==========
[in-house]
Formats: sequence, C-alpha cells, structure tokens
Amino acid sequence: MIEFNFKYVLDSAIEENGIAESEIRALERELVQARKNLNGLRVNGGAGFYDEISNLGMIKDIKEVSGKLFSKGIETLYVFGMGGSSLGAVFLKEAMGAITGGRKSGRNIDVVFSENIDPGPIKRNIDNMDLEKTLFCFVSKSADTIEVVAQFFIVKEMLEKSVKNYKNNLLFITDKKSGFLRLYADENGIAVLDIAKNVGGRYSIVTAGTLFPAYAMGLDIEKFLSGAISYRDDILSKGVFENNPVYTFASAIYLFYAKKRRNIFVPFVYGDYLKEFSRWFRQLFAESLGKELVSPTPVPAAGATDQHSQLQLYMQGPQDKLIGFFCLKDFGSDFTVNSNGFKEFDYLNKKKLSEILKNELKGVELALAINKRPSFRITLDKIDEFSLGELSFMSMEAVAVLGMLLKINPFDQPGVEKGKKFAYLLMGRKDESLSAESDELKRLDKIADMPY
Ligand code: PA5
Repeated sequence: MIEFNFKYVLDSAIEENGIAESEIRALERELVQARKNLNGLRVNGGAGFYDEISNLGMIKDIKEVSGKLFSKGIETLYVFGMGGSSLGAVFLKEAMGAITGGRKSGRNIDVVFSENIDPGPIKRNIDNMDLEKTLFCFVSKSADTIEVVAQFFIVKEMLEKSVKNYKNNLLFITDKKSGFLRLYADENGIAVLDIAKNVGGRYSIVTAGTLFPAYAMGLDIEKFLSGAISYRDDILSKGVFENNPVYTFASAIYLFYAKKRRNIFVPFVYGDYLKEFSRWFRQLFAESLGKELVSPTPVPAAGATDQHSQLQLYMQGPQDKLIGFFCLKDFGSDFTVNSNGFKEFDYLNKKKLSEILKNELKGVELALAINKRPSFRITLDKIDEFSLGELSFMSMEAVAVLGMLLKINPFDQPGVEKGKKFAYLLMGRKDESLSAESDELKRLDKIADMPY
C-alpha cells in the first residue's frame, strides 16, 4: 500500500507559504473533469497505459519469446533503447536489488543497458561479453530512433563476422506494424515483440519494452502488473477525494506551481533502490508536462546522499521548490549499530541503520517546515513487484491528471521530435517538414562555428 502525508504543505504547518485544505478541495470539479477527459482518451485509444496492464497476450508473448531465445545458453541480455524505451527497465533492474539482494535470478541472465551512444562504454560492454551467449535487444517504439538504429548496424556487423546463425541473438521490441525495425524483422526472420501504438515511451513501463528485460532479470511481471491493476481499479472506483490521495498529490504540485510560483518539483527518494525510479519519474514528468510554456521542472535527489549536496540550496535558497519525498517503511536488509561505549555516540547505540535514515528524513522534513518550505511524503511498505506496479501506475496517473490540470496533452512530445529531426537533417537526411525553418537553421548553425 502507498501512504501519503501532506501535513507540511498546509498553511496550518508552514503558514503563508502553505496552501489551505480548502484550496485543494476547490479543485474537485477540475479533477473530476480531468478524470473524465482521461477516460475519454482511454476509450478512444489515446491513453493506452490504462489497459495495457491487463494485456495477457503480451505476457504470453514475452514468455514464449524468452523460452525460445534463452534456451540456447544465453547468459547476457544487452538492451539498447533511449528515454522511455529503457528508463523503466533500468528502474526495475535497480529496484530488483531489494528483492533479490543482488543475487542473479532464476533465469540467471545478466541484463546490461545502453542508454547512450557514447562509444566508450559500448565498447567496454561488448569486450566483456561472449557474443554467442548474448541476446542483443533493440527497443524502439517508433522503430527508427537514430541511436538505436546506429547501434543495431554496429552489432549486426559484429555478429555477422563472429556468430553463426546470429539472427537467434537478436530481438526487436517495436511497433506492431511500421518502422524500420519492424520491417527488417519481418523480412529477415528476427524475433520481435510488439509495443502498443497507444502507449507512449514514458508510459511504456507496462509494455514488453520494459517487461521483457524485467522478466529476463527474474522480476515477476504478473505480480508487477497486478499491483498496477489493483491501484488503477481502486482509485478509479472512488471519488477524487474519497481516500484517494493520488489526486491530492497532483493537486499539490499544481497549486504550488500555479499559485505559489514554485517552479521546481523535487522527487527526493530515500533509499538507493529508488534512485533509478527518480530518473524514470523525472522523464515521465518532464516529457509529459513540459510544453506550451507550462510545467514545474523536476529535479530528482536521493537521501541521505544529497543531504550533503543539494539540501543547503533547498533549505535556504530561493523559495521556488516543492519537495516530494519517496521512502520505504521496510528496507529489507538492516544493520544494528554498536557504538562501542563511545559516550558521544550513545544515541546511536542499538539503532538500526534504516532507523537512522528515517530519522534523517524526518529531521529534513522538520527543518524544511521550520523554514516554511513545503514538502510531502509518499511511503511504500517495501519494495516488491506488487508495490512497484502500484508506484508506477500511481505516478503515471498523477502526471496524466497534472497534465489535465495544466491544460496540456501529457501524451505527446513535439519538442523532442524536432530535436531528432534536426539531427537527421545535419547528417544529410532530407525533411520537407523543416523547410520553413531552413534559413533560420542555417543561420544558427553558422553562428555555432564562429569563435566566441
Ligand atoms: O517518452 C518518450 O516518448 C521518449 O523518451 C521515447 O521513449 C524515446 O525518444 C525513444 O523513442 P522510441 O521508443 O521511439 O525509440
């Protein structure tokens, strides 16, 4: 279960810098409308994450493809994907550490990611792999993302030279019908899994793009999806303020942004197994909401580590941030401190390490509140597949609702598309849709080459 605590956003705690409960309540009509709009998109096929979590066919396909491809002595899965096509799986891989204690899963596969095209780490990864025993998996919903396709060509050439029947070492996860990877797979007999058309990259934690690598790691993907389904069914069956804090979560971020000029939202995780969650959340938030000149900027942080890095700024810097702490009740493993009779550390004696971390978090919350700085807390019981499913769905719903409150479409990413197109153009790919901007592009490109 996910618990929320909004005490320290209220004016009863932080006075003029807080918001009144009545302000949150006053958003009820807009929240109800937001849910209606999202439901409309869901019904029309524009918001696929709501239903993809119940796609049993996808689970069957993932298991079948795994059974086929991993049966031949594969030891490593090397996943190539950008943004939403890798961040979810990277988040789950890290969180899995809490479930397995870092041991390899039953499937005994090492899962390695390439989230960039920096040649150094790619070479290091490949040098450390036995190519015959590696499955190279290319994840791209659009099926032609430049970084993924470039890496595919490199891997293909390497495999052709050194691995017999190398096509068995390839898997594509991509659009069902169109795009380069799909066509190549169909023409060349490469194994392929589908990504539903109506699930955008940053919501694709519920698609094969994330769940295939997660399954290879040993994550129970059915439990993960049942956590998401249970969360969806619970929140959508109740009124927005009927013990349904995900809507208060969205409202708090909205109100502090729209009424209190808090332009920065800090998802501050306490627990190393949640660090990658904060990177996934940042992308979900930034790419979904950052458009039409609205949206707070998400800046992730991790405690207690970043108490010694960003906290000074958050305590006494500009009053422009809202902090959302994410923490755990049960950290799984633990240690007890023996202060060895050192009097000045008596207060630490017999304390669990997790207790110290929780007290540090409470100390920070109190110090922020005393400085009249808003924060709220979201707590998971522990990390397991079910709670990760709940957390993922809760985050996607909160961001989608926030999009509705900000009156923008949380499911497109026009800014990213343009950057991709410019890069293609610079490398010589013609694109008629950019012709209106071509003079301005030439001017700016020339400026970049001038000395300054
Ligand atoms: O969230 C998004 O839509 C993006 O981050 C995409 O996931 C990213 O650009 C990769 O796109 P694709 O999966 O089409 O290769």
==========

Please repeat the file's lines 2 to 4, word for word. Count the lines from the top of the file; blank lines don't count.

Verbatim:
Formats: sequence, C-alpha cells, structure tokens
Amino acid sequence: MIEFNFKYVLDSAIEENGIAESEIRALERELVQARKNLNGLRVNGGAGFYDEISNLGMIKDIKEVSGKLFSKGIETLYVFGMGGSSLGAVFLKEAMGAITGGRKSGRNIDVVFSENIDPGPIKRNIDNMDLEKTLFCFVSKSADTIEVVAQFFIVKEMLEKSVKNYKNNLLFITDKKSGFLRLYADENGIAVLDIAKNVGGRYSIVTAGTLFPAYAMGLDIEKFLSGAISYRDDILSKGVFENNPVYTFASAIYLFYAKKRRNIFVPFVYGDYLKEFSRWFRQLFAESLGKELVSPTPVPAAGATDQHSQLQLYMQGPQDKLIGFFCLKDFGSDFTVNSNGFKEFDYLNKKKLSEILKNELKGVELALAINKRPSFRITLDKIDEFSLGELSFMSMEAVAVLGMLLKINPFDQPGVEKGKKFAYLLMGRKDESLSAESDELKRLDKIADMPY
Ligand code: PA5